Wednesday, January 02, 2008

Man sues Korean ship firm for son’s death

By Tonette Orejas
Philippine Daily Inquirer

CITY OF SAN FERNANDO—The father of a worker at a subsidiary of the Korean shipbuilder Hanjin Heavy Industries and Construction Co. Ltd. in Subic, Zambales, has filed a criminal case against a Korean who drove the truck from where his son fell over and died on Dec. 24.

Raul Loquinario also sued Hanjin’s DMK Philippines-Korea Co.-HHIC for alleged labor violations.

Loquinario, 47, assailed the police in Subic town for not arresting the driver, Jang Jong-dae, 41, and chief of the engineering unit.

The case for reckless imprudence resulting in homicide against Jang was filed at the Olongapo City prosecutor’s office on Dec. 27.

Money rejected

The family has also refused the offer of P100,000 from a certain Mr. Lee, reportedly a director of the DMK, as settlement for the death of Reynan, 24.

“My son’s work was over that day but that Korean ordered my son and his coworker (Jason Valdeztamon) to board the truck and hold the two pipes there as he drove within the Hanjin compound,” Loquinario told the Inquirer by phone.

In an affidavit, Valdeztamon said Jang instructed them to hold two metal pipes. “The sidings of the trucks were not closed. We had no safety cables on. The driver drove very fast. Reynan was [thrown off] the truck and the pipes fell also on him,” Valdeztamon said.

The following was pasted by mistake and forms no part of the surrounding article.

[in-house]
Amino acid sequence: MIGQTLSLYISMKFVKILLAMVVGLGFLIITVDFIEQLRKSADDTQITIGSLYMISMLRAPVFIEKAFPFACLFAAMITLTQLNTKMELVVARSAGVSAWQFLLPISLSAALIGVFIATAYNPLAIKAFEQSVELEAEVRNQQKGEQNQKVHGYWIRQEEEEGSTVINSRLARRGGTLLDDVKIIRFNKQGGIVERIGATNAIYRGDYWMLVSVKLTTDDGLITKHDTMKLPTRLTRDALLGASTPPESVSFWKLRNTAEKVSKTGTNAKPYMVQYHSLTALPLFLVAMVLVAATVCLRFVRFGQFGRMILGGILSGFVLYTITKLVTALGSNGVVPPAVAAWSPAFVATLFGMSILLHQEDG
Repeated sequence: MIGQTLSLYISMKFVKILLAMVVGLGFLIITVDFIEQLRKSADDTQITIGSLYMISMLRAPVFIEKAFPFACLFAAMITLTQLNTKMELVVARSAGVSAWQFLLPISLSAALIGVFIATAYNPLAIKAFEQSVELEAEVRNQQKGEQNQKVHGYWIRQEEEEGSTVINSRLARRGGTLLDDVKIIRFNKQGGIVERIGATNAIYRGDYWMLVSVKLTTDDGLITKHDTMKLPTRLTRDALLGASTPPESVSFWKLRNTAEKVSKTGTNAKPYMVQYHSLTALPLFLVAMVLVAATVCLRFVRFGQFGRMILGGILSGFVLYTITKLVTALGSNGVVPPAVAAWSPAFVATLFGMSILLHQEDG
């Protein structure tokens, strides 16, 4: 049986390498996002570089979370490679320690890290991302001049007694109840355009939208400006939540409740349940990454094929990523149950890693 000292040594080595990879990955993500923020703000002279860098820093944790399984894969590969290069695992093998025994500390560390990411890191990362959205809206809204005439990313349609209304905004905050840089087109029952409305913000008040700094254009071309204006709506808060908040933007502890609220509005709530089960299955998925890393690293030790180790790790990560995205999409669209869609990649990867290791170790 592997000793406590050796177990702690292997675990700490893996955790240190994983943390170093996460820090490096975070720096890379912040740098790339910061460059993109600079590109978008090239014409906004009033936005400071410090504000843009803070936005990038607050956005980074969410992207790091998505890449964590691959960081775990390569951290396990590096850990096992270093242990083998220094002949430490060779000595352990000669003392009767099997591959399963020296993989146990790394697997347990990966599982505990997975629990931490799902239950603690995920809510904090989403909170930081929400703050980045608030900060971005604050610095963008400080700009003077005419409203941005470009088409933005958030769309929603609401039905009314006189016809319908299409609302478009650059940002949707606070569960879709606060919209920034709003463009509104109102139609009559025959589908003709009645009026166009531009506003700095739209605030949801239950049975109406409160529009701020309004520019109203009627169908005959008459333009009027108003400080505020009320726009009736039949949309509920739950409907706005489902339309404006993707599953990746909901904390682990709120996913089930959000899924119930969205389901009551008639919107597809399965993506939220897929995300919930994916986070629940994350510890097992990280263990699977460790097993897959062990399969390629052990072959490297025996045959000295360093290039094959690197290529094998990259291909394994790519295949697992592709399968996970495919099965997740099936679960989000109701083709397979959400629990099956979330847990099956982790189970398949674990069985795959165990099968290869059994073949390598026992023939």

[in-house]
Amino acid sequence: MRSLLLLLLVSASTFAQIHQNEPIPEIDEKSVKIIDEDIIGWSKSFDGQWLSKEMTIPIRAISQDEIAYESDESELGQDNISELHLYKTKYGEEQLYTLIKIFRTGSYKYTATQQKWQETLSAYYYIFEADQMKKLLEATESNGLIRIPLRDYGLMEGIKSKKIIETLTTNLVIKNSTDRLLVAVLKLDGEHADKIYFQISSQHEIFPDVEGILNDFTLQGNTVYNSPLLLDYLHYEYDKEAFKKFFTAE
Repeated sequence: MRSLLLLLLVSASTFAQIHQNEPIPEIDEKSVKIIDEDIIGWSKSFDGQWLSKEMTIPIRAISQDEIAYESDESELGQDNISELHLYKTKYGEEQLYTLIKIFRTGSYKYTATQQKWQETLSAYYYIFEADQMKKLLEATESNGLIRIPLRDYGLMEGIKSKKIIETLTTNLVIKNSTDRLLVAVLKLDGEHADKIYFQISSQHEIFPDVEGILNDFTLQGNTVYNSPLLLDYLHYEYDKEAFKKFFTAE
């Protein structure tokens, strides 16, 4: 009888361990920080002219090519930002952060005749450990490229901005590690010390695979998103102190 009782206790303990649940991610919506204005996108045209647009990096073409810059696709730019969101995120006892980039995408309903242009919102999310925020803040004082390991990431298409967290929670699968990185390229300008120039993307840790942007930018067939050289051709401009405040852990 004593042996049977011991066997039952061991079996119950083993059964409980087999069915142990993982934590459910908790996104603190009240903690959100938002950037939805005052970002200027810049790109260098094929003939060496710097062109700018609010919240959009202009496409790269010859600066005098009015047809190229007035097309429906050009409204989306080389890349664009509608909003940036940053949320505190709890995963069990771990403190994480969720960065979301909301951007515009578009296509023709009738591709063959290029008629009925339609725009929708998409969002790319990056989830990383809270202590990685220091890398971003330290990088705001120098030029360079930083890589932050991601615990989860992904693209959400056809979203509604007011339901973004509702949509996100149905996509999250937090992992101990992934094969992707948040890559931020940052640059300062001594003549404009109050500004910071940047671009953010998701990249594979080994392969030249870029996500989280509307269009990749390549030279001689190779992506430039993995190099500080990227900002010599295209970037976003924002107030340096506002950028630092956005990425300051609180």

Reynan died of multiple crash injuries.

Jang, Loquinario said, was not supposed to drive the truck at that time because the vehicle was assigned to another personnel.

No reply

The Inquirer on Sunday tried but failed to reach Jang, the DMK or Hanjin. Jong Yu-pyeong, Hanjin general manager, did not reply to the Inquirer’s queries on Sunday.

“The policemen acted like they were mediating for Hanjin, not on behalf of my son. They were preventing us from filing cases. They did not want to make an affidavit of my complaint,” Loquinario said.

Supt. Cesar Jacob, Subic police chief, said his men tried but failed to find Jang at the Hanjin compound.

“When we could not find Jang, we went to the family of the victim to get their statements. They agreed to a settlement at first but changed their mind,” Jacob said.

The complaints by Loquinario, the first to be filed against a Hanjin employee and the companies, provide a test case on how these Korean investors treat Filipino workers and what safety measures are there in the workplace, according to Ramon Lacbain II, chair of the Zambales government’s Task Force Hanjin that assisted the family.

Reynan, the eldest in the brood of six, was the family’s lone breadwinner. Loquinario has been ill and tends a family retail store.

Jacob described the DMK as a “subcontractor” of Hanjin.

Cops helpless

Chief Supt. Errol Pan, Central Luzon police director, said the task force has “no jurisdiction over the case.” He said the police have prepared a case against some people who prompted the Loquinarios to reject the settlement offer. He declined to identify them.

A policeman in Zambales said Hanjin offered P250,000 but the task force “meddled” and “influenced” the family to demand at least P2 million. Loquinario denied it.

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